Breaking the Glass Ceiling
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The Hispanic community has yet to fully penetrate the legal arena in the United States. Despite being the largest ethnic demographic in the country, Latinos continue to be underrepresented in the practice of law.
This fact is troubling because a career in law opens professional doors in various fields. Being a profession that requires years of training and experience, and the funds to do so, prevents many Latinos from embarking on it.
According to statistics from the Hispanic National Bar Association (HNBA), Hispanics account for about 4 percent of U.S. lawyers. For Latinas, these numbers are even lower; Latinas represent less than 2 percent of U.S. lawyers.
Not only are Latinos statistically scarce in the legal field, but these numbers shrink when broken down by area of specialization. Hispanics make up 1.8 percent of law firm partners and 4.5 percent of federal and state judicial positions.
The lack of Latinos at the state judicial level has implications for the criminal justice system. Prosecutors decide when to file an indictment, what charges to seek and what sentence to recommend for crimes. In a country struggling with systemic racism, diversity and representation in top legal positions are more crucial than ever.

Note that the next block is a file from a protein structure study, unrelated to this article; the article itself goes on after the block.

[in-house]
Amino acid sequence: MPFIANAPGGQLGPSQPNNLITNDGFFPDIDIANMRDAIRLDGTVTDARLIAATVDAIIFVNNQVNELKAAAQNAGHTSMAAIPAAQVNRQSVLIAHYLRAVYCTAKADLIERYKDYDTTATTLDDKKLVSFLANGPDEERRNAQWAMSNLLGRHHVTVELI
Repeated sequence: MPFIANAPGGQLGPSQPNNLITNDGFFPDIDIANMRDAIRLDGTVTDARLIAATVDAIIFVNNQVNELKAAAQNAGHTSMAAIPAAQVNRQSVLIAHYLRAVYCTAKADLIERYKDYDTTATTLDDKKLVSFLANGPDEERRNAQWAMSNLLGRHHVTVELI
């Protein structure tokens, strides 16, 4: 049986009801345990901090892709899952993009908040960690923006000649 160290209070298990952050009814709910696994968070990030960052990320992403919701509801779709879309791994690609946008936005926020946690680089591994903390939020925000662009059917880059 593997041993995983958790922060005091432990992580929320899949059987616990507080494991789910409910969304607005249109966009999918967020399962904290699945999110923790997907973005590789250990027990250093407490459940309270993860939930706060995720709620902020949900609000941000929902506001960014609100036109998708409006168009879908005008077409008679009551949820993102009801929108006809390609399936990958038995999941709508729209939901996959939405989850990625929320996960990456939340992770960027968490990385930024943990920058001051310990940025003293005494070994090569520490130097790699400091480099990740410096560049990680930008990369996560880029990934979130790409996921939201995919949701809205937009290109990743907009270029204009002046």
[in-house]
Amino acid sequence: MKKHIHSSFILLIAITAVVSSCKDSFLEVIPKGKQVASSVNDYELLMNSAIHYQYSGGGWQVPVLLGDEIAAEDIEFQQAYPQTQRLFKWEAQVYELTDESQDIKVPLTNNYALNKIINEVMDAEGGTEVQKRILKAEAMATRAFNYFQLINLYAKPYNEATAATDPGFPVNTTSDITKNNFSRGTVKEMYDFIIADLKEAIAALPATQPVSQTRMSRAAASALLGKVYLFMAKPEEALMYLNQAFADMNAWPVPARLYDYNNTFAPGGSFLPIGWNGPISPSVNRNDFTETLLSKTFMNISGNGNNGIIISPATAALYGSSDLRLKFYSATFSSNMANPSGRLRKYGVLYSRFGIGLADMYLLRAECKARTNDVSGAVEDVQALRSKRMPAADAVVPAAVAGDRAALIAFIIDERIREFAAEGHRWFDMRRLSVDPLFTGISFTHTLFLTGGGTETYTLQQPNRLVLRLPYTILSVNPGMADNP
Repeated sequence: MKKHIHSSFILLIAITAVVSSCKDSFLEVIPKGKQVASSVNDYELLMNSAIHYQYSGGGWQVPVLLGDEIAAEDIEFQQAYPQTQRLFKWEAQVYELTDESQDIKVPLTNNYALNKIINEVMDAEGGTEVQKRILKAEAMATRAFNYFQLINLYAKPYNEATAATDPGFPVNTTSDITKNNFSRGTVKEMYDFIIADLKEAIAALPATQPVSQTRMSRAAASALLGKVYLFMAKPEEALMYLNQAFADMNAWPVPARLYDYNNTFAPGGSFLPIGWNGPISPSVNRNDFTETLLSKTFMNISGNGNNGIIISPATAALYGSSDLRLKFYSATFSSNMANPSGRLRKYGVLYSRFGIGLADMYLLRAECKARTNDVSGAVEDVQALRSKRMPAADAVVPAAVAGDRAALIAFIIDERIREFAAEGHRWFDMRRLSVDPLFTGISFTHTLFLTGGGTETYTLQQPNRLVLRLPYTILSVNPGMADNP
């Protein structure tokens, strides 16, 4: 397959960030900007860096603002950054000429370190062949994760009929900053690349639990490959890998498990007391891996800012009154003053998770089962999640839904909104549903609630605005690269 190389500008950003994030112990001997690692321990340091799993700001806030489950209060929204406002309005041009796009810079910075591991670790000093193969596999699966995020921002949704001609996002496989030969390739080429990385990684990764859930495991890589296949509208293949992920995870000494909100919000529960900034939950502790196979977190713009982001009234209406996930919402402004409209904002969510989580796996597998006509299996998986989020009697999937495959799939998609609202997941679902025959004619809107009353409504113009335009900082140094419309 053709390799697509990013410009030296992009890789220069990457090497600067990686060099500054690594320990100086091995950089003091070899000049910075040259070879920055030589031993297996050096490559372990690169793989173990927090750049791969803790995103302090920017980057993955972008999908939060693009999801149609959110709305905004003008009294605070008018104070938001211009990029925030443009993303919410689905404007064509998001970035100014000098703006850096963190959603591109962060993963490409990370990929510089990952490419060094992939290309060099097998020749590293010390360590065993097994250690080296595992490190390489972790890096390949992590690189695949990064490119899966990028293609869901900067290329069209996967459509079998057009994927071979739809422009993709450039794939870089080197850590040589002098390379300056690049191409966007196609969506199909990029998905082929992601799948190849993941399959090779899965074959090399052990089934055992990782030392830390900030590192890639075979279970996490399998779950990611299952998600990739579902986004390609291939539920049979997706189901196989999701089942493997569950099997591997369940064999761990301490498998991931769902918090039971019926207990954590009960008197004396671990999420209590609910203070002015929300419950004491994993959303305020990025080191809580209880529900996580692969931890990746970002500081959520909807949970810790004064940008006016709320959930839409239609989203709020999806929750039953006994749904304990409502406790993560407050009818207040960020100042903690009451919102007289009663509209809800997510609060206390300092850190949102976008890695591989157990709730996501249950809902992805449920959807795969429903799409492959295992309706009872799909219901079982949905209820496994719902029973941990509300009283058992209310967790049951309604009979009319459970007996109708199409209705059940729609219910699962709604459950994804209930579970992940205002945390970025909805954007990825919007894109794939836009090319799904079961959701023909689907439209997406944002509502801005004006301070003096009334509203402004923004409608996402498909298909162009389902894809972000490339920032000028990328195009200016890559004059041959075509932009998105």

The case of the city attorney is not much different. This role involves heading the Legal Department and transforms them into the City’s chief legal officer, overseeing the legal representation of the agencies and officials that make up the City government.
The Solicitor represents the Mayor, the City Council, and all City boards and commissions. They are the only executive officer appointed by the Mayor who must be confirmed by the City Council.
In the United States, 43.6% of City Attorneys are women, and only 6.9% are Hispanic, according to figures compiled by Zippia.
That is why the official appointment of Diana Cortés as Philadelphia City Solicitor is a milestone, not only for lawyers of color in the country but for Latinas in the legal profession and the community at large.
Cortés’ story is that of so many other Hispanics who have fought against all odds to break the glass ceiling and pave the way for the next generation.